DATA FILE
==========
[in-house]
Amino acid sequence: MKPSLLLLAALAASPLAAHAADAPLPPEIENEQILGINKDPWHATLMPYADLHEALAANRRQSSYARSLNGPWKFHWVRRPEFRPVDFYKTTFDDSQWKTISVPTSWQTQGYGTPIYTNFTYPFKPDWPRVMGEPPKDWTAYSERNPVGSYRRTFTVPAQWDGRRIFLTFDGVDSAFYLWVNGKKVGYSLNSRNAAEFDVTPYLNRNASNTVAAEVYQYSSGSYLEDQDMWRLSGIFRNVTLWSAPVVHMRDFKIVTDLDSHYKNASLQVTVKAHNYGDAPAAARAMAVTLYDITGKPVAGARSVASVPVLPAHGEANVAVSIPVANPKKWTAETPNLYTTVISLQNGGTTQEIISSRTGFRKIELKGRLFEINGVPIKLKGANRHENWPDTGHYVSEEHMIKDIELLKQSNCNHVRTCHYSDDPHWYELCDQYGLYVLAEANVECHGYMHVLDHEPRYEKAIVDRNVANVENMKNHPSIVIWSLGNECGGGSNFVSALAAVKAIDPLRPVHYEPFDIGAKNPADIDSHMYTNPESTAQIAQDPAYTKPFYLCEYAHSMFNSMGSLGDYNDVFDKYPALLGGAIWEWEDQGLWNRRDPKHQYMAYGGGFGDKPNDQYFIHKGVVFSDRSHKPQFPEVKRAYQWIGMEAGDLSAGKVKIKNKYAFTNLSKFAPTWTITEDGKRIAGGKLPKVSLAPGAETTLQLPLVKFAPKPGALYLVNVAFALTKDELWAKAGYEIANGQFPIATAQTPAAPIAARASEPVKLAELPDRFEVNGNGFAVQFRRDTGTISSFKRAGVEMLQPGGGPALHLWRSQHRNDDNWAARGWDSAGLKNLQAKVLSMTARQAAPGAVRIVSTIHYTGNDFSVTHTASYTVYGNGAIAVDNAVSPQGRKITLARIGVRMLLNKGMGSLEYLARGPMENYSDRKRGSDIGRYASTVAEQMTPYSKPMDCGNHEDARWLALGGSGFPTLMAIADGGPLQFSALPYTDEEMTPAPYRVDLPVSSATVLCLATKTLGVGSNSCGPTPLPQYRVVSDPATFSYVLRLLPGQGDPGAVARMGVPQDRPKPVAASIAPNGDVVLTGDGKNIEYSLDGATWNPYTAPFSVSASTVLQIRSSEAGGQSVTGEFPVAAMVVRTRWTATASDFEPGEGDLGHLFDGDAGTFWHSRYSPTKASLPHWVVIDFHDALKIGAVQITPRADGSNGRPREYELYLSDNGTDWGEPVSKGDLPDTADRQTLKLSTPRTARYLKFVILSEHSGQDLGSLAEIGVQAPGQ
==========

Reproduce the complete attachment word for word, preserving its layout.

[in-house]
Amino acid sequence: MKPSLLLLAALAASPLAAHAADAPLPPEIENEQILGINKDPWHATLMPYADLHEALAANRRQSSYARSLNGPWKFHWVRRPEFRPVDFYKTTFDDSQWKTISVPTSWQTQGYGTPIYTNFTYPFKPDWPRVMGEPPKDWTAYSERNPVGSYRRTFTVPAQWDGRRIFLTFDGVDSAFYLWVNGKKVGYSLNSRNAAEFDVTPYLNRNASNTVAAEVYQYSSGSYLEDQDMWRLSGIFRNVTLWSAPVVHMRDFKIVTDLDSHYKNASLQVTVKAHNYGDAPAAARAMAVTLYDITGKPVAGARSVASVPVLPAHGEANVAVSIPVANPKKWTAETPNLYTTVISLQNGGTTQEIISSRTGFRKIELKGRLFEINGVPIKLKGANRHENWPDTGHYVSEEHMIKDIELLKQSNCNHVRTCHYSDDPHWYELCDQYGLYVLAEANVECHGYMHVLDHEPRYEKAIVDRNVANVENMKNHPSIVIWSLGNECGGGSNFVSALAAVKAIDPLRPVHYEPFDIGAKNPADIDSHMYTNPESTAQIAQDPAYTKPFYLCEYAHSMFNSMGSLGDYNDVFDKYPALLGGAIWEWEDQGLWNRRDPKHQYMAYGGGFGDKPNDQYFIHKGVVFSDRSHKPQFPEVKRAYQWIGMEAGDLSAGKVKIKNKYAFTNLSKFAPTWTITEDGKRIAGGKLPKVSLAPGAETTLQLPLVKFAPKPGALYLVNVAFALTKDELWAKAGYEIANGQFPIATAQTPAAPIAARASEPVKLAELPDRFEVNGNGFAVQFRRDTGTISSFKRAGVEMLQPGGGPALHLWRSQHRNDDNWAARGWDSAGLKNLQAKVLSMTARQAAPGAVRIVSTIHYTGNDFSVTHTASYTVYGNGAIAVDNAVSPQGRKITLARIGVRMLLNKGMGSLEYLARGPMENYSDRKRGSDIGRYASTVAEQMTPYSKPMDCGNHEDARWLALGGSGFPTLMAIADGGPLQFSALPYTDEEMTPAPYRVDLPVSSATVLCLATKTLGVGSNSCGPTPLPQYRVVSDPATFSYVLRLLPGQGDPGAVARMGVPQDRPKPVAASIAPNGDVVLTGDGKNIEYSLDGATWNPYTAPFSVSASTVLQIRSSEAGGQSVTGEFPVAAMVVRTRWTATASDFEPGEGDLGHLFDGDAGTFWHSRYSPTKASLPHWVVIDFHDALKIGAVQITPRADGSNGRPREYELYLSDNGTDWGEPVSKGDLPDTADRQTLKLSTPRTARYLKFVILSEHSGQDLGSLAEIGVQAPGQ